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January 09, 2014

Facebook Admits the Obvious

Win on Appeal Facebook.jpg

A few days ago, Snapshots drew attention to a hateful photo posted on Facebook -- one that lionized Nazi violence against civilians, abused Nike's swoosh logo and slogan, "Just Do it." Initially, Facebook didn't take the photo down even after receiving a number of complaints. The first response said it did not violate Facebook's community standards. Eventually, the photo disappeared.

Today, Facebook sent out a message that stated, "We reviewed your report" and that "We revised our decision on your report of the photo in question." A click in the email takes the reader to the message posted above.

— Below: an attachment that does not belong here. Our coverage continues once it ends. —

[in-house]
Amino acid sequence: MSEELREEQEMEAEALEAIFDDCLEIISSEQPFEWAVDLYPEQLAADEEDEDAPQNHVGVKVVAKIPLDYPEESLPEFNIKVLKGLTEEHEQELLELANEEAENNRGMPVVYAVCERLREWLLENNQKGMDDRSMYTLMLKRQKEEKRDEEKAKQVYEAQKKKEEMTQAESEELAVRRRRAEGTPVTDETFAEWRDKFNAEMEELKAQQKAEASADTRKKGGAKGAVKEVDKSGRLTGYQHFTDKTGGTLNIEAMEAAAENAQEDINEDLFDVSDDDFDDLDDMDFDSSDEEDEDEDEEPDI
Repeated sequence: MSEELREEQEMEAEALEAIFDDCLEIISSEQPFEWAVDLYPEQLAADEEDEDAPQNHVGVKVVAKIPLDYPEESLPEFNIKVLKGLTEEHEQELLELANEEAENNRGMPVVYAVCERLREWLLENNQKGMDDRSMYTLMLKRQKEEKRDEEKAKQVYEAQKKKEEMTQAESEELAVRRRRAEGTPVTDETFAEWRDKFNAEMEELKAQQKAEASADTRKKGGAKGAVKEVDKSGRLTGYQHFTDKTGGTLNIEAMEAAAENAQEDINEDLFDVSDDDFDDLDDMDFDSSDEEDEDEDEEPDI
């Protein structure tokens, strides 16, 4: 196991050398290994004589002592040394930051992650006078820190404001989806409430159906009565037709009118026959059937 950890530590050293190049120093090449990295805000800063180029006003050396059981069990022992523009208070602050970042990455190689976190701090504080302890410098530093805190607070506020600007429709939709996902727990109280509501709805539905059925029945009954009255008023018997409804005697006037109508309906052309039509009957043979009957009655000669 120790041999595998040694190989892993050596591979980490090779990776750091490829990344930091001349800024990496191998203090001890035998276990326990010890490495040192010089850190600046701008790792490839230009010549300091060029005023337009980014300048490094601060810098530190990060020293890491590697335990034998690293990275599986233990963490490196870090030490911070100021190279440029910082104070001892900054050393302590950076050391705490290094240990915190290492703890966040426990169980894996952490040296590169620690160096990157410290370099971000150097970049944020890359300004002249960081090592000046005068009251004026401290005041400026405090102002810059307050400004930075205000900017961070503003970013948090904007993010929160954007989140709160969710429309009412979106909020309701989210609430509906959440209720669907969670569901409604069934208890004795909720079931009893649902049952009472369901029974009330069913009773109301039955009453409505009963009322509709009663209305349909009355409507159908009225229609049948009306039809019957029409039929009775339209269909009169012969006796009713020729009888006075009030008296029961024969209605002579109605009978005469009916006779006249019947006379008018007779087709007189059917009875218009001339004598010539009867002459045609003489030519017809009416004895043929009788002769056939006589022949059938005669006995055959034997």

The episode raises a number of questions. Why wasn't the photo taken down immediately? Who first decided the photo was OK? And how many complaints does it take for people to realize there's a problem?

Is Facebook really serious about enforcing its community standards?

1:13 p.m. update: As it turns out, the user's account has been deleted entirely.

Posted by dvz at January 9, 2014 12:55 PM


I have noticed that Facebook routinely declines such reports, only to approve them later upon review. It is as if their first line of defense is unaware of traditional anti-semitic imagery, and they rely on their second line to take appropriate action.

That is my generous interpretation of what is going on at Facebook.

Posted by: Art M at January 15, 2014 11:46 AM

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